Verified Response Issue Takes the Heat in Seattle

SEATTLE—Along with several other cities in Washington state, Seattle is considering the adoption of a verified response, or no-response policy, similar to ordinances passed by Salt Lake City, Las Vegas and Beverly Hills, Calif.

Verified response dictates that police officers do not respond to an alarm until someone else—a resident, neighbor or security guard—first verifies it is valid, and then calls 911. Police continue to automatically respond only to silent panic or duress alarms triggered by users.

“We’re totally against it,” says Howard Richardson, president of the Washington Burglar and Fire Alarm Association (WBFAA). “If burglars know that the police department is not going to respond, it’s open book for them to do their thing.”

According to Kathleen Schrauffnagel, chair of the False Alarm Committee for the National Burglar and Fire Alarm Association (NBFAA), the policies implemented by Salt Lake City and Las Vegas have resulted in an average increase of $5 per monitored account per month. The added expense is usually passed on to the consumer.

However, Shanna Werner, alarm coordinator for the Salt Lake City Police Department, indicates that, as a result of Salt Lake’s new verified response policy, response times to legitimate alarms have reduced drastically.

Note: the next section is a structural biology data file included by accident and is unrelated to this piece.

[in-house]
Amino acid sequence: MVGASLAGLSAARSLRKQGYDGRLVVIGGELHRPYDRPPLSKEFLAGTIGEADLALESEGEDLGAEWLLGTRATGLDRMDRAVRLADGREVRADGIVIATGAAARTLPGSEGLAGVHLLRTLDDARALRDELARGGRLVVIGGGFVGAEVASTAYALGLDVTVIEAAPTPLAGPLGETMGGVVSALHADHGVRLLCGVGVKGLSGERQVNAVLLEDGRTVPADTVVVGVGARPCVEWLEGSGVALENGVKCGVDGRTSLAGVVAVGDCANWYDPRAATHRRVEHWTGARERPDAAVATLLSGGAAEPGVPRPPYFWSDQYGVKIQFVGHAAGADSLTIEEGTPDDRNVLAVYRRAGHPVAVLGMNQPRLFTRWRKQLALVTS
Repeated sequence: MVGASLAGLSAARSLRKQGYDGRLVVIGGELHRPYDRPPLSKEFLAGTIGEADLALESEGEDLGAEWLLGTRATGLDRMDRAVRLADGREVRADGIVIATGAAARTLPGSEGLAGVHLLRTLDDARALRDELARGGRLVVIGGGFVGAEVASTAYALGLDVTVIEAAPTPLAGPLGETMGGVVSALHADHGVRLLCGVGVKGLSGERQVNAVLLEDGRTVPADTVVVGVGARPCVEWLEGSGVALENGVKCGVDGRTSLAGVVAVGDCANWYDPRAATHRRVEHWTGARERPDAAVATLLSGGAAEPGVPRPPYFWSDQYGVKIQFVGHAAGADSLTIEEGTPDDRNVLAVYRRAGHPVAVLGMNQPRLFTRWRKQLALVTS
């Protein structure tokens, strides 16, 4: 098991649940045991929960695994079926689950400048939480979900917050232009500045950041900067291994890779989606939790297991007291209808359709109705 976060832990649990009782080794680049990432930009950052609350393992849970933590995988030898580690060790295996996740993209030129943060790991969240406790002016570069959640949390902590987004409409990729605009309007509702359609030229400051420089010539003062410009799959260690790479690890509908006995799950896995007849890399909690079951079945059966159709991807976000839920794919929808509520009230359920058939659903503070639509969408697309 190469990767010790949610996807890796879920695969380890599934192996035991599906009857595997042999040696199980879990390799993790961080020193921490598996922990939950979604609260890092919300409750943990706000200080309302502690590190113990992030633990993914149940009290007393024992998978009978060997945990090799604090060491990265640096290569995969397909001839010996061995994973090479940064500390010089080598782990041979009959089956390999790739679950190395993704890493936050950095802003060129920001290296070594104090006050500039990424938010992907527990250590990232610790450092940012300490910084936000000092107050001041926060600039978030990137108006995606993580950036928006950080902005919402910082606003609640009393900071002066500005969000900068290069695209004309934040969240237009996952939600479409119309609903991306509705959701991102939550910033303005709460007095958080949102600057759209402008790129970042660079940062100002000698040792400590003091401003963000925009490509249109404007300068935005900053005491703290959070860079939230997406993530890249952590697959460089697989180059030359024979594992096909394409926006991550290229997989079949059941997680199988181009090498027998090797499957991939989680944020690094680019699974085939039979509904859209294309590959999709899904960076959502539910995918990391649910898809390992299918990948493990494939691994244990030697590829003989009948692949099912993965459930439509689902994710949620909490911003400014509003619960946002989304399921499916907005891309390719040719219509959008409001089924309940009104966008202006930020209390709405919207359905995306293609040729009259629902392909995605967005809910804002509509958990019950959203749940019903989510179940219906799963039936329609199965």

According to Werner, under the new policy, it takes a security guard four minutes to 15 minutes to respond to an alarm. Once the alarm is verified, the call is determined to be high priority, and police take three to five minutes to respond.

“So you can see that compared to the old way, where response times were 45 minutes to three hours, they [customers] are getting a lot faster service,” says Werner.

One option being considered by Seattle is a variation of the verified response ordinances employed by Salt Lake City and Las Vegas. This approach would only apply to habitual false alarm offenders.

It has received a much warmer reaction from industry members because it would only require alarm verification from those users who cannot or will not reduce false alarms emanating from their property.

Members of the security industry, including the WBFAA and NBFAA, are hopeful they can engage in a dialog with the city of Seattle and its police department to help refine and implement whatever ordinance may be adopted. Members are, however, concerned by the recent lack of communication by the city and its police with the security industry on this matter.

Historically, Seattle’s municipal government and its police department have been very cooperative with the security industry associations. In 1997 and 1998, the city participated in the Model States program, resulting in a 9-percent reduction in false alarms. However, the municipality’s spirit of cooperation appears to be fading.

Under Seattle’s existing ordinance, adopted in September 1993, security system owners can be fined $50 for each false alarm. After a sixth violation, police no longer respond and can order that the alarm be disconnected.

A decision on Seattle’s new verified response or nonresponse policy is expected to be made some time in 2002.

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